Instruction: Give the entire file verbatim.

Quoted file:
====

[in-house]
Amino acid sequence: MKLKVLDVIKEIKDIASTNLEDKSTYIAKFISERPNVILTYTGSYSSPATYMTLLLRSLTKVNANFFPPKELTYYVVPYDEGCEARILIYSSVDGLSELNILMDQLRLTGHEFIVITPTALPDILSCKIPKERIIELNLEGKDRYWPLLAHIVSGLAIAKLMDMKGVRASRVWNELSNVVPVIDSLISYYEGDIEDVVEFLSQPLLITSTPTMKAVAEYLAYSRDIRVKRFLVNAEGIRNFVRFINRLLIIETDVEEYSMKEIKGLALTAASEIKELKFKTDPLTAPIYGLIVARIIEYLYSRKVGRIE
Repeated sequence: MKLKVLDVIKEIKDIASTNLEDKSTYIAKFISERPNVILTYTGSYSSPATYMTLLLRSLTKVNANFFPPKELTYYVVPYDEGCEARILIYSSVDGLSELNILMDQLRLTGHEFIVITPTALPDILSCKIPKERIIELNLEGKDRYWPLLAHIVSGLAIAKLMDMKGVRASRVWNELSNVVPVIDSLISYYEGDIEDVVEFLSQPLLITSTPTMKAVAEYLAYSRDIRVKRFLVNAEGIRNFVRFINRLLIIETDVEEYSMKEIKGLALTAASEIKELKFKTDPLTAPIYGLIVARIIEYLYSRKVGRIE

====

[in-house]
Amino acid sequence: MKLKVLDVIKEIKDIASTNLEDKSTYIAKFISERPNVILTYTGSYSSPATYMTLLLRSLTKVNANFFPPKELTYYVVPYDEGCEARILIYSSVDGLSELNILMDQLRLTGHEFIVITPTALPDILSCKIPKERIIELNLEGKDRYWPLLAHIVSGLAIAKLMDMKGVRASRVWNELSNVVPVIDSLISYYEGDIEDVVEFLSQPLLITSTPTMKAVAEYLAYSRDIRVKRFLVNAEGIRNFVRFINRLLIIETDVEEYSMKEIKGLALTAASEIKELKFKTDPLTAPIYGLIVARIIEYLYSRKVGRIE
Repeated sequence: MKLKVLDVIKEIKDIASTNLEDKSTYIAKFISERPNVILTYTGSYSSPATYMTLLLRSLTKVNANFFPPKELTYYVVPYDEGCEARILIYSSVDGLSELNILMDQLRLTGHEFIVITPTALPDILSCKIPKERIIELNLEGKDRYWPLLAHIVSGLAIAKLMDMKGVRASRVWNELSNVVPVIDSLISYYEGDIEDVVEFLSQPLLITSTPTMKAVAEYLAYSRDIRVKRFLVNAEGIRNFVRFINRLLIIETDVEEYSMKEIKGLALTAASEIKELKFKTDPLTAPIYGLIVARIIEYLYSRKVGRIE